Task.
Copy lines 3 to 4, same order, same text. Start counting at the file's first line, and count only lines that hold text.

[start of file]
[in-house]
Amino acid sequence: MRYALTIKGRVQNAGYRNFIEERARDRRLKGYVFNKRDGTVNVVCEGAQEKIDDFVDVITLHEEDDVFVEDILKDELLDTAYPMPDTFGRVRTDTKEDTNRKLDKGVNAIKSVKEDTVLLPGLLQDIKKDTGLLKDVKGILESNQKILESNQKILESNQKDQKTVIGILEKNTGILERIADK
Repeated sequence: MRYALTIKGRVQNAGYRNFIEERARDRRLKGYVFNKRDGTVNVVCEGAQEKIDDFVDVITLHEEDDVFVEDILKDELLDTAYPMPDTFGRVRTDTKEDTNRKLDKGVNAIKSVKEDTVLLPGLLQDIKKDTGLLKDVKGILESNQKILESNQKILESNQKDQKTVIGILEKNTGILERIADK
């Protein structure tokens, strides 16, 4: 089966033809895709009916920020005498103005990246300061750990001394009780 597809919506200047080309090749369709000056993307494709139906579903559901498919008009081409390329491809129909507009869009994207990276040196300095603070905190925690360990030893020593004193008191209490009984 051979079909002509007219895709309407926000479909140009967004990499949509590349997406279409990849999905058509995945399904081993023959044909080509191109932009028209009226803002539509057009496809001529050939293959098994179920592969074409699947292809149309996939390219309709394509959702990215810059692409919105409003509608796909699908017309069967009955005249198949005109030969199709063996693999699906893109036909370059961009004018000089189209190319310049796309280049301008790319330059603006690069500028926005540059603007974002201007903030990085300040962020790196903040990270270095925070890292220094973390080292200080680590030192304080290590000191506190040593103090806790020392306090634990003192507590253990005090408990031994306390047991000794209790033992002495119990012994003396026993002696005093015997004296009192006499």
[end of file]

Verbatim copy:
Repeated sequence: MRYALTIKGRVQNAGYRNFIEERARDRRLKGYVFNKRDGTVNVVCEGAQEKIDDFVDVITLHEEDDVFVEDILKDELLDTAYPMPDTFGRVRTDTKEDTNRKLDKGVNAIKSVKEDTVLLPGLLQDIKKDTGLLKDVKGILESNQKILESNQKILESNQKDQKTVIGILEKNTGILERIADK
């Protein structure tokens, strides 16, 4: 089966033809895709009916920020005498103005990246300061750990001394009780 597809919506200047080309090749369709000056993307494709139906579903559901498919008009081409390329491809129909507009869009994207990276040196300095603070905190925690360990030893020593004193008191209490009984 051979079909002509007219895709309407926000479909140009967004990499949509590349997406279409990849999905058509995945399904081993023959044909080509191109932009028209009226803002539509057009496809001529050939293959098994179920592969074409699947292809149309996939390219309709394509959702990215810059692409919105409003509608796909699908017309069967009955005249198949005109030969199709063996693999699906893109036909370059961009004018000089189209190319310049796309280049301008790319330059603006690069500028926005540059603007974002201007903030990085300040962020790196903040990270270095925070890292220094973390080292200080680590030192304080290590000191506190040593103090806790020392306090634990003192507590253990005090408990031994306390047991000794209790033992002495119990012994003396026993002696005093015997004296009192006499």